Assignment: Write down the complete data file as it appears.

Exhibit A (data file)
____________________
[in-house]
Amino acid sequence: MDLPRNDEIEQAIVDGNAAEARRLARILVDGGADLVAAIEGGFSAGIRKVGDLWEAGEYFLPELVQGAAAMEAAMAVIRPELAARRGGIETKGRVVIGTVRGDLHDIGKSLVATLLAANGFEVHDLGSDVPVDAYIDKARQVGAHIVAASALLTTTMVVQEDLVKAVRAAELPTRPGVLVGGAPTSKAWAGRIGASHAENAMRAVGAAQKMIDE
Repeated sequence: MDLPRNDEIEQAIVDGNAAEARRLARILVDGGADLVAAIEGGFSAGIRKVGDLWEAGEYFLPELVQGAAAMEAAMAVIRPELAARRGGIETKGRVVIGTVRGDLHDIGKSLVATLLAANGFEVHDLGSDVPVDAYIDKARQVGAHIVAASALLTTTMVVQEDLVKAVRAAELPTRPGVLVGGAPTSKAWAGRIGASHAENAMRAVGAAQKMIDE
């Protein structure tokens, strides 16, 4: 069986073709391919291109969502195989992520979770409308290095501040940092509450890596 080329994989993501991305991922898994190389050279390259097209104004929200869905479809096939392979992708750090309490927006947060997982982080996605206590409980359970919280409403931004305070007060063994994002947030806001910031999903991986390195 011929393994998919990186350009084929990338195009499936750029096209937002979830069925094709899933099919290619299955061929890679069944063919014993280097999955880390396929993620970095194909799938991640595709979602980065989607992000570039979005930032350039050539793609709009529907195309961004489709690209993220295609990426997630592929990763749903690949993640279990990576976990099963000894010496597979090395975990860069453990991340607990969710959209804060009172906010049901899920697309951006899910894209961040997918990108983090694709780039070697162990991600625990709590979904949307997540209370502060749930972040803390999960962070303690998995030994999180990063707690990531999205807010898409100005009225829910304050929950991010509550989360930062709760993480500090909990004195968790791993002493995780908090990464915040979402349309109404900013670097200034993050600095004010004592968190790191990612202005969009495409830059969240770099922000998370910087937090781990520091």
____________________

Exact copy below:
[in-house]
Amino acid sequence: MDLPRNDEIEQAIVDGNAAEARRLARILVDGGADLVAAIEGGFSAGIRKVGDLWEAGEYFLPELVQGAAAMEAAMAVIRPELAARRGGIETKGRVVIGTVRGDLHDIGKSLVATLLAANGFEVHDLGSDVPVDAYIDKARQVGAHIVAASALLTTTMVVQEDLVKAVRAAELPTRPGVLVGGAPTSKAWAGRIGASHAENAMRAVGAAQKMIDE
Repeated sequence: MDLPRNDEIEQAIVDGNAAEARRLARILVDGGADLVAAIEGGFSAGIRKVGDLWEAGEYFLPELVQGAAAMEAAMAVIRPELAARRGGIETKGRVVIGTVRGDLHDIGKSLVATLLAANGFEVHDLGSDVPVDAYIDKARQVGAHIVAASALLTTTMVVQEDLVKAVRAAELPTRPGVLVGGAPTSKAWAGRIGASHAENAMRAVGAAQKMIDE
């Protein structure tokens, strides 16, 4: 069986073709391919291109969502195989992520979770409308290095501040940092509450890596 080329994989993501991305991922898994190389050279390259097209104004929200869905479809096939392979992708750090309490927006947060997982982080996605206590409980359970919280409403931004305070007060063994994002947030806001910031999903991986390195 011929393994998919990186350009084929990338195009499936750029096209937002979830069925094709899933099919290619299955061929890679069944063919014993280097999955880390396929993620970095194909799938991640595709979602980065989607992000570039979005930032350039050539793609709009529907195309961004489709690209993220295609990426997630592929990763749903690949993640279990990576976990099963000894010496597979090395975990860069453990991340607990969710959209804060009172906010049901899920697309951006899910894209961040997918990108983090694709780039070697162990991600625990709590979904949307997540209370502060749930972040803390999960962070303690998995030994999180990063707690990531999205807010898409100005009225829910304050929950991010509550989360930062709760993480500090909990004195968790791993002493995780908090990464915040979402349309109404900013670097200034993050600095004010004592968190790191990612202005969009495409830059969240770099922000998370910087937090781990520091």